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Just Awareness and Objects
Tom: Dear James, let me run this by you, please.
“All thoughts and emotions (and decisions) arise in me and are generated by Isvara. I (awareness) am actionless, effortless, invisible and unconcerned… or said another way… I (awareness) am passive and indifferent. Awareness is like a light bulb in a room – essential for knowing what is going on but not involved in any action, thought or emotion. It is steady, always on.
The teaching of Vedanta is to make life as sattvic as possible. This is obviously a teaching from Isvara to the jiva and the response to this teaching can only be by Isvara (not awareness).
A sattvic life is a happy life, for the jiva, not for awareness (which doesn’t need that). It is for Isvara. Awareness isn’t “leading a life” anyway.
So here’s my question:
When I “stand in awareness,” aren’t I, the jiva, opting to do this, taking the awareness’s standpoint as if I were awareness, without really being awareness?
Tom: The thought “I am awareness” is a thought from Isvara, the thought itself is not awareness.
James: Yes, because the jiva is not sure that it is limitless. It knows it exists and is conscious but it doesn’t know that it is limitless. Awareness is limitless.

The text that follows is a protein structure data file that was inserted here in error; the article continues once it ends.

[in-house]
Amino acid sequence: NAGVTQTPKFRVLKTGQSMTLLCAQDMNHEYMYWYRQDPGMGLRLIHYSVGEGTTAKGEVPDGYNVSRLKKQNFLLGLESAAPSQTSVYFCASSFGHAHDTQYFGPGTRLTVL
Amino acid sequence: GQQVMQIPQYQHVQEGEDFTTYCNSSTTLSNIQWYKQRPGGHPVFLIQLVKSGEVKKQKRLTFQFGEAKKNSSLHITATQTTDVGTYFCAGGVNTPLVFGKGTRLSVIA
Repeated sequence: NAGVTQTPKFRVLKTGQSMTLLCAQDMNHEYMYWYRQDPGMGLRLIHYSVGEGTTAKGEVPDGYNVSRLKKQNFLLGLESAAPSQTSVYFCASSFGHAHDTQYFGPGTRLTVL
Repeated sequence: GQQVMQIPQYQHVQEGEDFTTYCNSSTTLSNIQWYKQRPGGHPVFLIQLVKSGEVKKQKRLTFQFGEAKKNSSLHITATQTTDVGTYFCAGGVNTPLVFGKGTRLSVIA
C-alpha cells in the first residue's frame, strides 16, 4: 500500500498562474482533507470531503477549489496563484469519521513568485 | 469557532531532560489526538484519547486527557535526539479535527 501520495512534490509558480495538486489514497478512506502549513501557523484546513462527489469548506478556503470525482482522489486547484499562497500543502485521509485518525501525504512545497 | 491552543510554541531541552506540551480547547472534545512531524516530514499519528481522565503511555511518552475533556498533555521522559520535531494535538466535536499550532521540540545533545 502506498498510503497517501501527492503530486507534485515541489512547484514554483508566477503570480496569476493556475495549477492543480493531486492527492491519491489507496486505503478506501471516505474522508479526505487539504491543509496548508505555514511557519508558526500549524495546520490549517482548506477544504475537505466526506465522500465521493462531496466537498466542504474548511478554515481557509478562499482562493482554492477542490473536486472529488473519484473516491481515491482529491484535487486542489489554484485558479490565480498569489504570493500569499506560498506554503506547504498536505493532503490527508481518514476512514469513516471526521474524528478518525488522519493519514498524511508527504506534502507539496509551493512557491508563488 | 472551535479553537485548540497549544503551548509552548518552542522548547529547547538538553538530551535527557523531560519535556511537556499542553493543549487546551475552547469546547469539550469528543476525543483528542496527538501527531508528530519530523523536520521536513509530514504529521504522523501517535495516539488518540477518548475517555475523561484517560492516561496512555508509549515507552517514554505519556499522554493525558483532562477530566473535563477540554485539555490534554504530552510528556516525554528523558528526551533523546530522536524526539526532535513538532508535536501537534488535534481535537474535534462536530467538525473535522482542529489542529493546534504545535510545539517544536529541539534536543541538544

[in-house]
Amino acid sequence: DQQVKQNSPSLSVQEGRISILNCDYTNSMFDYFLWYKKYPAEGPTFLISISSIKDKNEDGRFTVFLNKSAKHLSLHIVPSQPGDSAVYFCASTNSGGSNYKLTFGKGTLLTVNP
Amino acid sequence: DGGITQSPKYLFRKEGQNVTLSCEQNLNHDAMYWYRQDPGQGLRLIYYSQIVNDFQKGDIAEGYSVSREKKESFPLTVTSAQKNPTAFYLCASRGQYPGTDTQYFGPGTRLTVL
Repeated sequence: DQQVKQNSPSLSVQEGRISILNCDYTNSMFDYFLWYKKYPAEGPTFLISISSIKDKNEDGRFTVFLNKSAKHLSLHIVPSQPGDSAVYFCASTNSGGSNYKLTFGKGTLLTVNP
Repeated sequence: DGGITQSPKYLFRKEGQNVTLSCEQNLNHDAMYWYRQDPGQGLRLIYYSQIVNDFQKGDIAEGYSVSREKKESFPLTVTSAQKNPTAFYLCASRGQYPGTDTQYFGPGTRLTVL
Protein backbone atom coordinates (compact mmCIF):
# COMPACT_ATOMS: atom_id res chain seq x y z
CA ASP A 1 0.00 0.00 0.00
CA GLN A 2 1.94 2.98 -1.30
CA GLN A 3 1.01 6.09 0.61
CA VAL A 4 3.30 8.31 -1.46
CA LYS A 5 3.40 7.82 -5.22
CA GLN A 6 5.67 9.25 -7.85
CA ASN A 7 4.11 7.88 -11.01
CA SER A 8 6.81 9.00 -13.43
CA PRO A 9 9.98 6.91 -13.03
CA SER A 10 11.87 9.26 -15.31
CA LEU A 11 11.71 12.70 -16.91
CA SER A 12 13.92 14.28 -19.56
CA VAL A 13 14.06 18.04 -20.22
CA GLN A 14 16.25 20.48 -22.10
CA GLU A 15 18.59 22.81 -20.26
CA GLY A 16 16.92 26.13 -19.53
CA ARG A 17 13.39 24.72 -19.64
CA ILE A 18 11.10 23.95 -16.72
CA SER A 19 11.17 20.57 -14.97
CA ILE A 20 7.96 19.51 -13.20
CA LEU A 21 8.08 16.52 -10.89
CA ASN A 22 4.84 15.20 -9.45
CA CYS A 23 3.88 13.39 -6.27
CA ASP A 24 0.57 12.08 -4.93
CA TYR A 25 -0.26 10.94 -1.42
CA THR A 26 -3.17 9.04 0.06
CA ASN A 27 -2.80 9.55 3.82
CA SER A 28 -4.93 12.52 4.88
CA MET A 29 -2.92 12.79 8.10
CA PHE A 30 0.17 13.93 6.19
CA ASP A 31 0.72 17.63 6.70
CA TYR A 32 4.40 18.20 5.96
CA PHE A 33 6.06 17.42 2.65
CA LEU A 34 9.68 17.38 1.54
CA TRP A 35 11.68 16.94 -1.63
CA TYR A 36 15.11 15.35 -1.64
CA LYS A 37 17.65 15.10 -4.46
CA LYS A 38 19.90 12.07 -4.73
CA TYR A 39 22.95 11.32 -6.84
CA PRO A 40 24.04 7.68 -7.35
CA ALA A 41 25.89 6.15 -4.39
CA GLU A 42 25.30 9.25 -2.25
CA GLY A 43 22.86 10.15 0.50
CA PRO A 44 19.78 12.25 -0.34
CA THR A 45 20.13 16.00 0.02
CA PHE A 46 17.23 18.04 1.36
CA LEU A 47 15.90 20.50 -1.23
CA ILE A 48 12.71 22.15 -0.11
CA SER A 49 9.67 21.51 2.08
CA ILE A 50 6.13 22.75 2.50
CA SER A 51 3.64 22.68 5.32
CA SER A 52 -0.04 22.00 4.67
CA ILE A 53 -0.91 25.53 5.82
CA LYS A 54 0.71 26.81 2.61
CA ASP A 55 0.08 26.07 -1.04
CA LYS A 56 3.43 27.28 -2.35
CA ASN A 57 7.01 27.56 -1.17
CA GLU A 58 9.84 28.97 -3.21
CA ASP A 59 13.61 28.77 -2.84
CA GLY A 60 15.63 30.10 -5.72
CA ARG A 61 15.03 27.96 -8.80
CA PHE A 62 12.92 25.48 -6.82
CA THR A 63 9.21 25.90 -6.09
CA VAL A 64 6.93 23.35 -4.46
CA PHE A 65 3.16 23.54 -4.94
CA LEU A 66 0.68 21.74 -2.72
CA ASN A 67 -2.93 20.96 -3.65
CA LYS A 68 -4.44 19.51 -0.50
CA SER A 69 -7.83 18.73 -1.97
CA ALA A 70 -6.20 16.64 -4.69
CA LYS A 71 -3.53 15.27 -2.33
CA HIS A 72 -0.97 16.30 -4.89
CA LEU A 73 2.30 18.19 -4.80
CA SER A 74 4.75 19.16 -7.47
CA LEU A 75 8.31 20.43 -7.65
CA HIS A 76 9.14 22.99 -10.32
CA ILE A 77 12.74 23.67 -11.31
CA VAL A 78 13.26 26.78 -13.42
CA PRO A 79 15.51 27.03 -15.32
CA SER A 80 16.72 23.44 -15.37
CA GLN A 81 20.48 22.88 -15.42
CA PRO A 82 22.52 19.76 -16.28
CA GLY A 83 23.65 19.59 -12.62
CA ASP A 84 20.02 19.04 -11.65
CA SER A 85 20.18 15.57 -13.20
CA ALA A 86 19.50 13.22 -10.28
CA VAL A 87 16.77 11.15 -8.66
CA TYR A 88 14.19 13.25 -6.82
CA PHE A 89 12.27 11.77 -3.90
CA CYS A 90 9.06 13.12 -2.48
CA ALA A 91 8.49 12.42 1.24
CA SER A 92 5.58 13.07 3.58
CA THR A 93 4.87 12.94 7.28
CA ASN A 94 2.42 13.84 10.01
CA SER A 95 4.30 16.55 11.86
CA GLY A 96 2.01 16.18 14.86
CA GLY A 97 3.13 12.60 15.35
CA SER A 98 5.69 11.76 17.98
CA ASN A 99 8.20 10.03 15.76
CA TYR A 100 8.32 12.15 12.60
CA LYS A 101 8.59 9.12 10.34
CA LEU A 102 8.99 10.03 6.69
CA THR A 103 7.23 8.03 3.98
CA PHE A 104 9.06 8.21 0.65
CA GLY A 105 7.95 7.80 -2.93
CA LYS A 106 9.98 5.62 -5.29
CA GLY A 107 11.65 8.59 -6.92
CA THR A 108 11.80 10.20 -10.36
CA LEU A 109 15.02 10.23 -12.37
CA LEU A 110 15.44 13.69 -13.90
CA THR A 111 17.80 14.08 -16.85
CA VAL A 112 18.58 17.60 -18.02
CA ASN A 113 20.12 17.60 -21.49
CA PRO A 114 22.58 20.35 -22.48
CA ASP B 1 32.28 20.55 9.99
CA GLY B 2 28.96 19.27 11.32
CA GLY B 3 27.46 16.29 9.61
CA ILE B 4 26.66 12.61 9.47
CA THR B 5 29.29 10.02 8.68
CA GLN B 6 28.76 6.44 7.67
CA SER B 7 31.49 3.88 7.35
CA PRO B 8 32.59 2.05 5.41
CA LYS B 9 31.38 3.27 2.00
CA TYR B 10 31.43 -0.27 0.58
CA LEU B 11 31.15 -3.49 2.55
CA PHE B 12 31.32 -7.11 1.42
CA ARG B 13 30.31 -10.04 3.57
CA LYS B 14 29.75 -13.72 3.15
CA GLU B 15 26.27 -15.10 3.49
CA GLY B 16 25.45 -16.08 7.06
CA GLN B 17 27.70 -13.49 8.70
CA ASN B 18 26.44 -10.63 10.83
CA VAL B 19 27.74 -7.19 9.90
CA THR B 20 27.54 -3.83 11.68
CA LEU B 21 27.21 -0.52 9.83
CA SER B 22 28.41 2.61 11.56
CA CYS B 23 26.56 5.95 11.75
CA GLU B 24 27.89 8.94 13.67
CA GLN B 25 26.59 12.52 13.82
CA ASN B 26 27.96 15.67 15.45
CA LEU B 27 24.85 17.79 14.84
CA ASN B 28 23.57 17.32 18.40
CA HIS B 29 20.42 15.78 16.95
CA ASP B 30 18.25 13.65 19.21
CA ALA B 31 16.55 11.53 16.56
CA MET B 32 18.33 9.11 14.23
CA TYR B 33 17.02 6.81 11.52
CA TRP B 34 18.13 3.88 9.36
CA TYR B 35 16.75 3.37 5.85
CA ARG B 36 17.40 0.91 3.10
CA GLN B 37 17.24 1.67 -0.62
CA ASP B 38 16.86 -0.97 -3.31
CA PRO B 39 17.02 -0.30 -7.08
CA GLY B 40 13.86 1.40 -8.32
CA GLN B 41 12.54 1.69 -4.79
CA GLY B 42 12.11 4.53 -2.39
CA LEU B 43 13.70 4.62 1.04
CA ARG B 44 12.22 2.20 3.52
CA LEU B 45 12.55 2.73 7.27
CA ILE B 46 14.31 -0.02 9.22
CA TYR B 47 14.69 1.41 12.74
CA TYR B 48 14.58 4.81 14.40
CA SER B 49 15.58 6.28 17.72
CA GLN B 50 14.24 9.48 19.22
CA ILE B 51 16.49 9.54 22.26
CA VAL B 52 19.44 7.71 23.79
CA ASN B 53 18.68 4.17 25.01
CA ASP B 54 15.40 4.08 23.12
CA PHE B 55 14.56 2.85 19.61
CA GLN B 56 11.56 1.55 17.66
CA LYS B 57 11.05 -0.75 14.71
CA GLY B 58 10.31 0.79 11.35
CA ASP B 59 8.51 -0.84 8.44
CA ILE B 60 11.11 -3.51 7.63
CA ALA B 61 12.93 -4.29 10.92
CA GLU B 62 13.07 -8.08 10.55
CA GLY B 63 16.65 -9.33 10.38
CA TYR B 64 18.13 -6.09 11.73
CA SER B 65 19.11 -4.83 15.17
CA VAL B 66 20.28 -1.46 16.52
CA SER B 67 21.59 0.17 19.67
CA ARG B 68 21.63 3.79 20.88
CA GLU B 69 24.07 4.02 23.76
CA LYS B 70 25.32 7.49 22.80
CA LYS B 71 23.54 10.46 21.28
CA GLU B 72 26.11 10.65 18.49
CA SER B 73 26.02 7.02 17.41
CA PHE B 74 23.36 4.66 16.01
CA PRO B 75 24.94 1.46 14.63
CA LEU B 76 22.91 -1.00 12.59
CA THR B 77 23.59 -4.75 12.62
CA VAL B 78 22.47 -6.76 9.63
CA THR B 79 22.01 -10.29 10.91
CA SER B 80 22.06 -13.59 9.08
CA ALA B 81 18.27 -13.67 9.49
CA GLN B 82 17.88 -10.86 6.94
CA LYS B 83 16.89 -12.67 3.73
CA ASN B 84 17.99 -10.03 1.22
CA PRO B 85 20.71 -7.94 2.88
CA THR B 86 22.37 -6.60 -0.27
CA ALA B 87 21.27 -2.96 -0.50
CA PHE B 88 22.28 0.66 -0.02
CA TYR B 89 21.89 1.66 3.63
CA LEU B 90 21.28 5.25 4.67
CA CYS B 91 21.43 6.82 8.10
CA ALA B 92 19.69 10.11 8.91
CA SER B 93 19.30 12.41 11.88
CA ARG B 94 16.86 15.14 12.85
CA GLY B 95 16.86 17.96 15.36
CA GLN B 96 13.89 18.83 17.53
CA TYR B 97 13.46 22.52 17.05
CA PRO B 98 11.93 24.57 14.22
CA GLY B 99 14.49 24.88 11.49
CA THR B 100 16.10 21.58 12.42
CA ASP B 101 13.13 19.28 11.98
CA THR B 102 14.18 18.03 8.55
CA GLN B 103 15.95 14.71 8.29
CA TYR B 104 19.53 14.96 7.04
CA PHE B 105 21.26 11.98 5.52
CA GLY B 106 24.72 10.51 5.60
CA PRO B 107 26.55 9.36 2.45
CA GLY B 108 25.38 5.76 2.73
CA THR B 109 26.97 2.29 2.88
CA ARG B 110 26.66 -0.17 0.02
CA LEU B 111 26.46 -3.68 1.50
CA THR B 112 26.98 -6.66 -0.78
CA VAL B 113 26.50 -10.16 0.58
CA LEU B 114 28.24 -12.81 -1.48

Tom: It looks as though there is no “I” at all, just awareness and the objects (Isvara), which include thoughts of all varieties, including “I am awareness”!
James: Yes, indeed! Good. The issue here is the word “there.” It implies the existence of a knower. Who is that knower and what is its nature? Is the knower “awareness” or is it me? If it is awareness your self-knowledge is indirect and you are situated at the fourth stage of enlightenment. If it is “me” and there is a direct, constant experience of limitlessness and bliss, and all the vasanas have been rendered non-binding, then you are a self-actualized person and there is nothing more to accomplish. If the answer is “awareness” and you mean “me” then you are in fifth stage unless the qualifications listed in the last sentence are true.
There is one seeming issue in the first section. You say, “The teaching of Vedanta is to make life as sattvic as possible.” It is and it isn’t. The teaching itself only removes ignorance about the nature of the self, the ever-experienced “I.” If the knowledge “I am awareness” is doubt-free but the experience of limitless bliss is not constant and the vasanas have not been rendered non-binding by the knowledge, it’s up to the jiva to remove whatever obstacles stand in the way unless the jiva is content with any suffering brought on by the remaining obstacles – in which case they are not obstacles.
For more on this topic see “The Stages of Enlightenment” in Inquiry into Existence.